Officials from Historical Jonesboro/Clayton County, Inc. are inviting local residents to come to the Stately Oaks Plantation in Jonesboro later this month to hear tales of ghosts and ghouls, and legends of the area's past.
The historical society has gathered an army of a half-dozen local storytellers to participate in its annual "Georgia Folklore by Moonlight" event just before Halloween. Event co-organizer Helen Adkins said the storytellers will mainly tell ghost stories that tie into graveyards and the area's Native American history.
There will be a total of seven storytellers weaving tales on the folklore tour, Adkins said; but she added just over half of them (four storytellers all together) will be telling ghost stories.
"A lot of these stories are things people say are true stories, but they have a definite supernatural feel to them," Adkins said. "The stories are not too scary, though, because we don't want to scare children too much. They are enough 'scary' that you'd get chills, but not so scary that they'd give you nightmares."
The Georgia Folklore by Moonlight event will be held Oct. 22, from 6:30 p.m., to 10 p.m., at Stately Oaks, located at 100 Carriage Lane, in Jonesboro. Adkins said Historical Jonesboro officials are now taking reservations for the event, so people will have a set time for their folklore tour to begin, and therefore not have to sit and wait too long for a tour to begin on the night of the event.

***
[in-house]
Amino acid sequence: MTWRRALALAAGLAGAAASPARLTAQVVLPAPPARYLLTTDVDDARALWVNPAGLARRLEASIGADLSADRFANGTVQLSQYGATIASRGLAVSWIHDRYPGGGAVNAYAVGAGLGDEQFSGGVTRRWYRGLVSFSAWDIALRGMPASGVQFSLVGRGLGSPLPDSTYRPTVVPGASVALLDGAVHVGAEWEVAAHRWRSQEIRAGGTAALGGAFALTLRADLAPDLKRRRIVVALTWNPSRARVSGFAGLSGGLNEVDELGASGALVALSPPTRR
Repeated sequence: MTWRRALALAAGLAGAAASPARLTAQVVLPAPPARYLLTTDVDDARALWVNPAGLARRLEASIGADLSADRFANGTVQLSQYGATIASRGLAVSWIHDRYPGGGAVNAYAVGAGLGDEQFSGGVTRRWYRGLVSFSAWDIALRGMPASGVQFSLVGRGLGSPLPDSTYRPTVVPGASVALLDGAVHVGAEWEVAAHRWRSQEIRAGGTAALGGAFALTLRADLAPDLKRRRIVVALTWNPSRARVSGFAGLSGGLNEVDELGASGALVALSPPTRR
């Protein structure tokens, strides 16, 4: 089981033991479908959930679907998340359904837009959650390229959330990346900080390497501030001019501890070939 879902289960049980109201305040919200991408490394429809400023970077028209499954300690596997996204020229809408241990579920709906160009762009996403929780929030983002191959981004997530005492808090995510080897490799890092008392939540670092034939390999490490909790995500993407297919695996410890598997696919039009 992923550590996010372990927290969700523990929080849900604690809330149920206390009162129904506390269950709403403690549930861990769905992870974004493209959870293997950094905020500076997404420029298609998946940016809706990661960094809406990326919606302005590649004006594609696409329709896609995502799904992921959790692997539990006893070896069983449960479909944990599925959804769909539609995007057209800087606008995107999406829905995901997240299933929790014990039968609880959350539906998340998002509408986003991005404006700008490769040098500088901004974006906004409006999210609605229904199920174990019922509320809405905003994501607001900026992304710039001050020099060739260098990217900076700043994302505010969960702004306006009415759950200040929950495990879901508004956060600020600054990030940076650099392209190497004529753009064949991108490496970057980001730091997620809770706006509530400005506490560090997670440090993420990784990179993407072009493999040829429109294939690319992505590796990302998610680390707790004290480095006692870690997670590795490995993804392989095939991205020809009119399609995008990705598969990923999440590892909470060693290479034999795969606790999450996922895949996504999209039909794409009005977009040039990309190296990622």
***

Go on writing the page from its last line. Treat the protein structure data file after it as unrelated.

People can reserve a spot on a folklore tour by calling Stately Oaks at (770)473-0197. Adult admission is $7 per person, and children between the ages of 5 and 11 can attend the event for $5 per person. Tours are expected to begin every 20 minutes, according to Adkins.
Historical Jonesboro is trying the folklore event at Halloween for the second year, but the event has a much longer history, according to the historical society's President, Barbara Emert. "We used to do it as an annual [springtime] event for several years," she said. "But, then we didn't do it for while, and we just decided to bring it back last year, and try it out at Halloween."
Adkins said attendees will be able to sit on bales of hay as they wait for their tours to begin, and listen to musical entertainment, or have their fortunes told through a scalp reading by a phrenologist. Light refreshments will be available for purchase as well, she added. Once the tours begin, each group of 15, to 20 attendees will be lead, from one storytelling station, to the next, by a tour guide.
The stations will take guests through the main Stately Oaks house, tenement houses, the Bethel School House, the property's replica Native American Village, and makeshift graveyard.
"It's sort of got the ambiance of sitting around a camp fire, telling ghost stories," Adkins said.